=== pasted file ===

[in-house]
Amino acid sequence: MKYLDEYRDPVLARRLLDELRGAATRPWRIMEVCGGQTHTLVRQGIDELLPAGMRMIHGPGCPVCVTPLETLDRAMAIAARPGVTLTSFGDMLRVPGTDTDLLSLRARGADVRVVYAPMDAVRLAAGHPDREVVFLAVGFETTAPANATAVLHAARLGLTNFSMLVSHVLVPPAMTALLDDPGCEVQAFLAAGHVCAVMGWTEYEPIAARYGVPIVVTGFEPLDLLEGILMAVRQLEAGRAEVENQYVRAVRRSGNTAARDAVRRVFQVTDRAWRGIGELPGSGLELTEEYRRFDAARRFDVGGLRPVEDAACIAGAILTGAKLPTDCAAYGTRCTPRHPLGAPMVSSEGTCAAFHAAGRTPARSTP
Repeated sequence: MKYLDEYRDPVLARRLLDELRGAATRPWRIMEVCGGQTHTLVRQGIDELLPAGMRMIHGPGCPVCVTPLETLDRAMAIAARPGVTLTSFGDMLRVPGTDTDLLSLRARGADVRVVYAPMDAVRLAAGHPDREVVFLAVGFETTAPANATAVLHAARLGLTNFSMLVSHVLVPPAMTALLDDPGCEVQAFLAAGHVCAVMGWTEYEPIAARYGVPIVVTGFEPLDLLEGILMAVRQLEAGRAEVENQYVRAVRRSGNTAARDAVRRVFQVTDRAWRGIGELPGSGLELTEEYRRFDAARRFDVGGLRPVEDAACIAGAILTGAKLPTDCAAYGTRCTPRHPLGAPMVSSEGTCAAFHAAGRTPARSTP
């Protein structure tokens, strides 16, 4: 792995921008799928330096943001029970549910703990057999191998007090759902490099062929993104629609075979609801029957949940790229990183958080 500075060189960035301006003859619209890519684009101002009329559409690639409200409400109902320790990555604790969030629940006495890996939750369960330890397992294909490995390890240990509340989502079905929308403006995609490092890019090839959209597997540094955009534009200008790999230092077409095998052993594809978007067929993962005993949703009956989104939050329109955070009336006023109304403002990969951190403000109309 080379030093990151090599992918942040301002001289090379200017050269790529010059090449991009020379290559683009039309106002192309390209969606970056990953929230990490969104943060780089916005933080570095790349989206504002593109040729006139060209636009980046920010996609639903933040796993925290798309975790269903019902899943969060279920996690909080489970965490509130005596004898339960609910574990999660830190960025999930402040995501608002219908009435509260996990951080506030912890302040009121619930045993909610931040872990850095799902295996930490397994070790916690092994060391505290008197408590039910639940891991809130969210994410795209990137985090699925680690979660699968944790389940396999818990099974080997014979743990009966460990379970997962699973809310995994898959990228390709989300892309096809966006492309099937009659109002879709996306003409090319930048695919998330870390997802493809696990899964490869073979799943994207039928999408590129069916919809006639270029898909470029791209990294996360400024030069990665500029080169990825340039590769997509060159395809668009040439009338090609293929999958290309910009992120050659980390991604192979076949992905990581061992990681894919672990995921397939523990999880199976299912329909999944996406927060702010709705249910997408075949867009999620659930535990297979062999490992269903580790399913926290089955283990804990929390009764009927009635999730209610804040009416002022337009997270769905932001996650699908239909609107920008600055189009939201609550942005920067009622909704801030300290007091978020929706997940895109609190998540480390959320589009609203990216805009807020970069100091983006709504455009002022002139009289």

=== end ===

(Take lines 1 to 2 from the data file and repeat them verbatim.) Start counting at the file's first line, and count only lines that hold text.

[in-house]
Amino acid sequence: MKYLDEYRDPVLARRLLDELRGAATRPWRIMEVCGGQTHTLVRQGIDELLPAGMRMIHGPGCPVCVTPLETLDRAMAIAARPGVTLTSFGDMLRVPGTDTDLLSLRARGADVRVVYAPMDAVRLAAGHPDREVVFLAVGFETTAPANATAVLHAARLGLTNFSMLVSHVLVPPAMTALLDDPGCEVQAFLAAGHVCAVMGWTEYEPIAARYGVPIVVTGFEPLDLLEGILMAVRQLEAGRAEVENQYVRAVRRSGNTAARDAVRRVFQVTDRAWRGIGELPGSGLELTEEYRRFDAARRFDVGGLRPVEDAACIAGAILTGAKLPTDCAAYGTRCTPRHPLGAPMVSSEGTCAAFHAAGRTPARSTP